Seven Dogs Found Violently Murdered On Rural North Carolina Road

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After discovering the bodies of seven hunting dogs dead from gunshot wounds and broken necks, authorities in Charlotte, North Carolina are in search of those responsible.

Charlotte police are investigating what Pawsitive Impact NC Dog Rescue has called a “very gruesome, heartbreaking scene;” a line of seven murdered dogs left on the side of a rural road. Staff from the rescue came to the aid of the Union County Sheriff’s Department in identifying the dogs. However, adding no small amount of difficulty to the case, neither police or animal rescue professionals were able to link the dogs to an owner.

“We took two of the dog’s bodies to Ballantyne Veterinarian Clinic and Dr Humphrey confirmed the gunshot wounds and broken necks,” Positive Impact posted on January 28. “The sheriff’s office & Dr. Humphrey confirmed none of the dogs are microchipped.”

The shelter posted graphic pictures of the dogs on Facebook, along with a short memorial, lending new names to each.

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Sophie, Scarlett, Ingrid, Rhett, Clyde, Baker, and Bailey were cremated by nearby Faithful Companion at no charge.

“Every dog will leave this earth with dignity and will have a name,” they wrote. “It is the least that we could do after what some horrible human(s) did to them.”

The seven dogs were named by Pawsitive Impact NC Dog Rescue posthumously.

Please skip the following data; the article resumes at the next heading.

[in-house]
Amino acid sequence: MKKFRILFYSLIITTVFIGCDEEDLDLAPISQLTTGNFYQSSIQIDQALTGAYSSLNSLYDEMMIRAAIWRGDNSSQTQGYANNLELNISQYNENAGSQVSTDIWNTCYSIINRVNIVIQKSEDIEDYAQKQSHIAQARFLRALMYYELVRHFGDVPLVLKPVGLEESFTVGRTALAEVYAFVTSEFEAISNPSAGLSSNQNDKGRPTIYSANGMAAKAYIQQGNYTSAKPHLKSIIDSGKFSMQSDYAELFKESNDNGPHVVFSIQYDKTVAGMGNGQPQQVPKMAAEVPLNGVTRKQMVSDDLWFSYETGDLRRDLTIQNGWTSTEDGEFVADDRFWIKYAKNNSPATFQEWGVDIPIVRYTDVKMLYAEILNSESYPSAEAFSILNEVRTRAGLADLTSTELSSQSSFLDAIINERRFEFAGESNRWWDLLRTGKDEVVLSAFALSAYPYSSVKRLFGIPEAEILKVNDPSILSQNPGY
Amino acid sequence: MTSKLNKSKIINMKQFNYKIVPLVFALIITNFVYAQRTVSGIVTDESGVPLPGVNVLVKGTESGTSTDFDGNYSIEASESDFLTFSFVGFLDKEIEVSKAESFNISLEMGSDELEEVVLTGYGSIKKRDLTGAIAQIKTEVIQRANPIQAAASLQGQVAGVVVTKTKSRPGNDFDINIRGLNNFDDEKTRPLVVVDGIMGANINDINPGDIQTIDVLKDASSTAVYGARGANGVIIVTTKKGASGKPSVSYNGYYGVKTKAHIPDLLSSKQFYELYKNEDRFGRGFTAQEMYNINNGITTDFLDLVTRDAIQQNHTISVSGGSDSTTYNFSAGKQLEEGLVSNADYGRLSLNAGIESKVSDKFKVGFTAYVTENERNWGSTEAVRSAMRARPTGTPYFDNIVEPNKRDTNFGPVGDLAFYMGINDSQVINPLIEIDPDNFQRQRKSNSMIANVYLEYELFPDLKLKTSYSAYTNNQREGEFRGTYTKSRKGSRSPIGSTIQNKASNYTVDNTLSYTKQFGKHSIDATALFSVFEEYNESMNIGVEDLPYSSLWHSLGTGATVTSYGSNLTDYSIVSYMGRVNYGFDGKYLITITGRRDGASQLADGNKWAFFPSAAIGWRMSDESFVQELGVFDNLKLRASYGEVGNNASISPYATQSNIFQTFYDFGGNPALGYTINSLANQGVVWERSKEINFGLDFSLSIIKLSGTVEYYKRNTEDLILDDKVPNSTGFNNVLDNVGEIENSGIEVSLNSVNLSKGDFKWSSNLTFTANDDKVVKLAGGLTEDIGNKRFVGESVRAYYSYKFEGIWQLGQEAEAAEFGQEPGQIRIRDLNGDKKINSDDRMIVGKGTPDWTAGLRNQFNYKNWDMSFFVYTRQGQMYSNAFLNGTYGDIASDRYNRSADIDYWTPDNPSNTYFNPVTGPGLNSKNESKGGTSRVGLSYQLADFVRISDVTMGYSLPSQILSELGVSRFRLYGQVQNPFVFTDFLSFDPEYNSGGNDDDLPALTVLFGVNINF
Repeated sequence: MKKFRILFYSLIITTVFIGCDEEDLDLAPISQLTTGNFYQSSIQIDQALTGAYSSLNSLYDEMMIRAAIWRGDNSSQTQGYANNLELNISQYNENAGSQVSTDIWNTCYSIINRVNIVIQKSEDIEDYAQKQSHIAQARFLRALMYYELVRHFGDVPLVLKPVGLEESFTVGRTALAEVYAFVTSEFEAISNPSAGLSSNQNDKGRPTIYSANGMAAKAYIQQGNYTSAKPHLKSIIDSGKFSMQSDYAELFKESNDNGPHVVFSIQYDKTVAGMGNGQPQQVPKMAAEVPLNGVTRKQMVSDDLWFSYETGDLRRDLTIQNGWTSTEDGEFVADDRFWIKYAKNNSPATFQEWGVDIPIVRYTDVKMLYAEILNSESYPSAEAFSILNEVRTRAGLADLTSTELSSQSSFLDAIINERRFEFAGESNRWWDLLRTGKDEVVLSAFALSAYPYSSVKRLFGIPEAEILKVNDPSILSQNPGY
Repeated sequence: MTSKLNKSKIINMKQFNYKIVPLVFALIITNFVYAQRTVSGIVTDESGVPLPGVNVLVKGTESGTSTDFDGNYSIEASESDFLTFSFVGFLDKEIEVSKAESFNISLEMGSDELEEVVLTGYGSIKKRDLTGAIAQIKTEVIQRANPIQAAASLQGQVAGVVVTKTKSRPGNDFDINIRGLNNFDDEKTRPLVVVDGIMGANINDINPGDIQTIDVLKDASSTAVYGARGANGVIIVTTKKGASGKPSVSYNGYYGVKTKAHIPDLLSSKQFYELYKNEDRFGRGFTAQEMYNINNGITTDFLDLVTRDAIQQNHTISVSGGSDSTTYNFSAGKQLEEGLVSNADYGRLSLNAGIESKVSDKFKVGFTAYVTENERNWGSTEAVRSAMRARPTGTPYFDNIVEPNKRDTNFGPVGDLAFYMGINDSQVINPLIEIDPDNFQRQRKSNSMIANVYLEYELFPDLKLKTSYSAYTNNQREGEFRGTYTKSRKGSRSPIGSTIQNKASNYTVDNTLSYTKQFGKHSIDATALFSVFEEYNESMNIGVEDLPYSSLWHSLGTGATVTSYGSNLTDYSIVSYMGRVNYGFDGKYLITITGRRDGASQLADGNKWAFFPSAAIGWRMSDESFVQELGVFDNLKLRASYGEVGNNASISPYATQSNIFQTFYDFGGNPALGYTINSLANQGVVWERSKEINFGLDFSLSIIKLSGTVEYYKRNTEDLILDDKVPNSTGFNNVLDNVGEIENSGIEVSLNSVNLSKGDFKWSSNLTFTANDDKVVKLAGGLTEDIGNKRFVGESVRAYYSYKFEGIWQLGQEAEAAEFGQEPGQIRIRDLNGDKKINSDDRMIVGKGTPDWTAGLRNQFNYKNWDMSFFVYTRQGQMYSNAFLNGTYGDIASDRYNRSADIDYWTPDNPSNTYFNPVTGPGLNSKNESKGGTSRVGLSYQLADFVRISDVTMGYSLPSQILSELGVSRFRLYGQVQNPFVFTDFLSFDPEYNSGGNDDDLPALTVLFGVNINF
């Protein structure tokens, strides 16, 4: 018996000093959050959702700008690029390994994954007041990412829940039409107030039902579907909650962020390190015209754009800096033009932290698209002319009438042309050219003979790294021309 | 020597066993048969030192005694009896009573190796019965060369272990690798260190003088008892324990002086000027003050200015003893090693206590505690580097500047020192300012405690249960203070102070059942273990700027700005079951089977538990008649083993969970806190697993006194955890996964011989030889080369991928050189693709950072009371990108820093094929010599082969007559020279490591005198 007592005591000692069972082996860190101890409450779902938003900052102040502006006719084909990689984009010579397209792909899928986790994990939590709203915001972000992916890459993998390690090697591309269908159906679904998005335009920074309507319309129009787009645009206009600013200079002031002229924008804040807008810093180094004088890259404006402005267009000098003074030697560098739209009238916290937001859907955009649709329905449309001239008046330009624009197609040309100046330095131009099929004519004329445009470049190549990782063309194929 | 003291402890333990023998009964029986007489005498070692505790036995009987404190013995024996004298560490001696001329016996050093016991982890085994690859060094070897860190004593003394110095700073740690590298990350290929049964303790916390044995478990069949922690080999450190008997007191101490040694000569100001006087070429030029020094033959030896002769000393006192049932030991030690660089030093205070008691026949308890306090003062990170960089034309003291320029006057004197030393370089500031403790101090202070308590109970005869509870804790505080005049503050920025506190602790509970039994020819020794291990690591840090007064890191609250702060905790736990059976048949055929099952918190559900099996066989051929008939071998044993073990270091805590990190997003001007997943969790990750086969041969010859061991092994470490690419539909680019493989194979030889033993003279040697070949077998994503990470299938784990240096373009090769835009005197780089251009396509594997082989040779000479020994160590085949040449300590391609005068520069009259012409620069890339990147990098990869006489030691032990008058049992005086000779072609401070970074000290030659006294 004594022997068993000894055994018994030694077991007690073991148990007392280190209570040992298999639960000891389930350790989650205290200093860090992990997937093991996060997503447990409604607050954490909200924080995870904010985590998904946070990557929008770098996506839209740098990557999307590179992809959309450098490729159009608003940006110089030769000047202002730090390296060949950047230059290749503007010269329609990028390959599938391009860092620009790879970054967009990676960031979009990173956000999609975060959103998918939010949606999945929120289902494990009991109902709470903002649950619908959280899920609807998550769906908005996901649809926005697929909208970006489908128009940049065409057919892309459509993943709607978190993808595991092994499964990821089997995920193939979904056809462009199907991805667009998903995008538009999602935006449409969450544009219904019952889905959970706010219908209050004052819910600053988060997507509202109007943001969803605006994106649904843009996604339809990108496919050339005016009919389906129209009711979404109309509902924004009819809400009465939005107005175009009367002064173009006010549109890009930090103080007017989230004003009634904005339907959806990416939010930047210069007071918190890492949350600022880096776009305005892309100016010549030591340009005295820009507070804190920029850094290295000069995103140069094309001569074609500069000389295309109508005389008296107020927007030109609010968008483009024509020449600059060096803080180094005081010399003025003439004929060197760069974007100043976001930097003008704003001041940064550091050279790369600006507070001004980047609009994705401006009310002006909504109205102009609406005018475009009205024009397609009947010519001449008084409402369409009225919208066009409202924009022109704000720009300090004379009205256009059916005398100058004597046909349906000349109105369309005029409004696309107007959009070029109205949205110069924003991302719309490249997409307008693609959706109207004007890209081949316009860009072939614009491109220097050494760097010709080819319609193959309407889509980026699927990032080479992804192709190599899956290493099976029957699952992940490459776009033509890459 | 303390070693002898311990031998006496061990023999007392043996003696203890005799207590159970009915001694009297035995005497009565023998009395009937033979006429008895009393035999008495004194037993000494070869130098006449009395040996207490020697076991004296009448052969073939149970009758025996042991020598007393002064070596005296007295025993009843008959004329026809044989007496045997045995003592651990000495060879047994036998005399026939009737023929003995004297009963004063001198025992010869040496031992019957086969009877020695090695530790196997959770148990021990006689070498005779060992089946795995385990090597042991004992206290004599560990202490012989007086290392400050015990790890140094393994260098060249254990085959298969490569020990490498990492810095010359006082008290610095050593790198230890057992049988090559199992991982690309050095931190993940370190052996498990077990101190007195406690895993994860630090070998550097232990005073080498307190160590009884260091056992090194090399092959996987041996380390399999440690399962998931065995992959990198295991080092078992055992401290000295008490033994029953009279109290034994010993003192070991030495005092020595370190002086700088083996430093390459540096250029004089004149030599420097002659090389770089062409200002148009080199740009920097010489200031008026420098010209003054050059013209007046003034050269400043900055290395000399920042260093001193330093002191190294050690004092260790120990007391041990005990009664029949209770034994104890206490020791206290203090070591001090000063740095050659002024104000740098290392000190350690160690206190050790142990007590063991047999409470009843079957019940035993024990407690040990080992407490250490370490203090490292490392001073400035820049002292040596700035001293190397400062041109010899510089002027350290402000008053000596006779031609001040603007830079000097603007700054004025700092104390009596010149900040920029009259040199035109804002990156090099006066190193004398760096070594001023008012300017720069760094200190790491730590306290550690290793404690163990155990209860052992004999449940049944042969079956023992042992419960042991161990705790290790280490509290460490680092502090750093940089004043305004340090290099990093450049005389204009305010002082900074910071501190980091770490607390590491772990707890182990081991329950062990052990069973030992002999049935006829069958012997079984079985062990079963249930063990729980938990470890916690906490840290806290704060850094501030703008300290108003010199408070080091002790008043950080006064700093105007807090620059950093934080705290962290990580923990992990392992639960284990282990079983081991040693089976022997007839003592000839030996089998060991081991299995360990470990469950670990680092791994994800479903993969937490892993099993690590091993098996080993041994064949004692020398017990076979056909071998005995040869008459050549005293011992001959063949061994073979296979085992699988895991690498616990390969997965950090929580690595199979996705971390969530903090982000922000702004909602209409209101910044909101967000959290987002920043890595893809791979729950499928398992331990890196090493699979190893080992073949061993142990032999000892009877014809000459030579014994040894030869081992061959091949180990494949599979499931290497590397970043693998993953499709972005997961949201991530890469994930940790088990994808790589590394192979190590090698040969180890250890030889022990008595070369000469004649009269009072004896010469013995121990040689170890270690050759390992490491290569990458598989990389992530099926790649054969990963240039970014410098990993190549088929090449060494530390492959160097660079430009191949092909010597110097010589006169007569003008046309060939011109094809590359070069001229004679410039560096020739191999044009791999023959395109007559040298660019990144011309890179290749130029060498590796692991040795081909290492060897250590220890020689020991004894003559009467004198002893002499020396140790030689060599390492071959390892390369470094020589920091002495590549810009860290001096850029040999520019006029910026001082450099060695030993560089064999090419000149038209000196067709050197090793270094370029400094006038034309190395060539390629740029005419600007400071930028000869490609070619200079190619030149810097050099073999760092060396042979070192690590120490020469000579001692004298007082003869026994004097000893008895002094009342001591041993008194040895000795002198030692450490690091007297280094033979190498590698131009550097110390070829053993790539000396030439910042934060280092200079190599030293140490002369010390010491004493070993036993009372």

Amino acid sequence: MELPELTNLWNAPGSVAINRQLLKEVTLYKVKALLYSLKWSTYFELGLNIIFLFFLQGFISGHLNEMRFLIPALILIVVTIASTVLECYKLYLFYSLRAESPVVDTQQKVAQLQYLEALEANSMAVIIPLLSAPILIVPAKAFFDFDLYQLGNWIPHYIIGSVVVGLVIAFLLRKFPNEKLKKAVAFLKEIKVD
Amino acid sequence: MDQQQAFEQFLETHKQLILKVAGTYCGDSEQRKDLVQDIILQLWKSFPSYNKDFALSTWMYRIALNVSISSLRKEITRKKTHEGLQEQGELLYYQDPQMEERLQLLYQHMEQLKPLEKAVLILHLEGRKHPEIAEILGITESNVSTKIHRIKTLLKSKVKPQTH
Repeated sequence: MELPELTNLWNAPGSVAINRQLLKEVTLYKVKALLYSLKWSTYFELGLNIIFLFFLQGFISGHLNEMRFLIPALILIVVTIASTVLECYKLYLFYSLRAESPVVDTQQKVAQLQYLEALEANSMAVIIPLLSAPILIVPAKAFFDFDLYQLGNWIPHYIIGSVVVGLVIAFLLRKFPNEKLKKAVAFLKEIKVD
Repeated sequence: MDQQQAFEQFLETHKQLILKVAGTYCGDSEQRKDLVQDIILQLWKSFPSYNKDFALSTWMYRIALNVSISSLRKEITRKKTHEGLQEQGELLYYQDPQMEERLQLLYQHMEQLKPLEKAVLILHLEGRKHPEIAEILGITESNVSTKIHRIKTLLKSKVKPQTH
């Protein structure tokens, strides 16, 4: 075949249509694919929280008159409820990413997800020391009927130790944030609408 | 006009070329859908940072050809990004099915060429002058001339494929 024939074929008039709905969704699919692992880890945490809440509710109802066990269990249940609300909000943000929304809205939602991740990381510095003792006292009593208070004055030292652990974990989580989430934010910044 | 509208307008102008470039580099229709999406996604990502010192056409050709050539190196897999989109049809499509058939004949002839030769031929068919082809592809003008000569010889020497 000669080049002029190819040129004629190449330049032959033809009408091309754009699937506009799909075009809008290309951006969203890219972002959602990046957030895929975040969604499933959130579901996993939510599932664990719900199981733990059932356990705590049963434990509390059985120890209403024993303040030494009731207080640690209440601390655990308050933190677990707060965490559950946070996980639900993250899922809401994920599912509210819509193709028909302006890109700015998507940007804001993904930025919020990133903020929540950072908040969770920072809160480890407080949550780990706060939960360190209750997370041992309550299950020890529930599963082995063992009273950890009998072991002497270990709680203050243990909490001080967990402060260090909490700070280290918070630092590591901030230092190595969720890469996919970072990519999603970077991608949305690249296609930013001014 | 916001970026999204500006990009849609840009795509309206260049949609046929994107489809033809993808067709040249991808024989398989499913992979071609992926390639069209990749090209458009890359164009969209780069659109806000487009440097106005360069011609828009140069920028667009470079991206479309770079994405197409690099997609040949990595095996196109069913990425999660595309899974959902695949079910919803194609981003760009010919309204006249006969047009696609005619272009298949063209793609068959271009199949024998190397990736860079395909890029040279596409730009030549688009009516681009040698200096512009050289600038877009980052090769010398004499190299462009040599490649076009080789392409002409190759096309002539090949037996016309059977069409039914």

The seven dogs were named by Pawsitive Impact NC Dog Rescue posthumously.

The Union County Sheriff’s Office is not certain when the dogs were killed, and is asking anyone with information regarding the case to step forward and call the Sheriff’s Office at 704-283-3789 or Crime Stoppers at 704-283-5600.

The Animal Rescue Site wishes the best to the law enforcement authorities of Charlotte in their search for those responsible for these horrific deaths. Meanwhile, signatures are being collected for a petition to list animal abusers on a registry in order to protect the lives of animals living in close vicinity. Follow this link to sign the petition and tell the head of the USDA, Thomas Vilsack, to improve our treatment of animals.

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Matthew Russell is a West Michigan native and with a background in journalism, data analysis, cartography and design thinking. He likes to learn new things and solve old problems whenever possible, and enjoys bicycling, going to the dog park, spending time with his daughter, and coffee. Find more about Matthew on his personal website.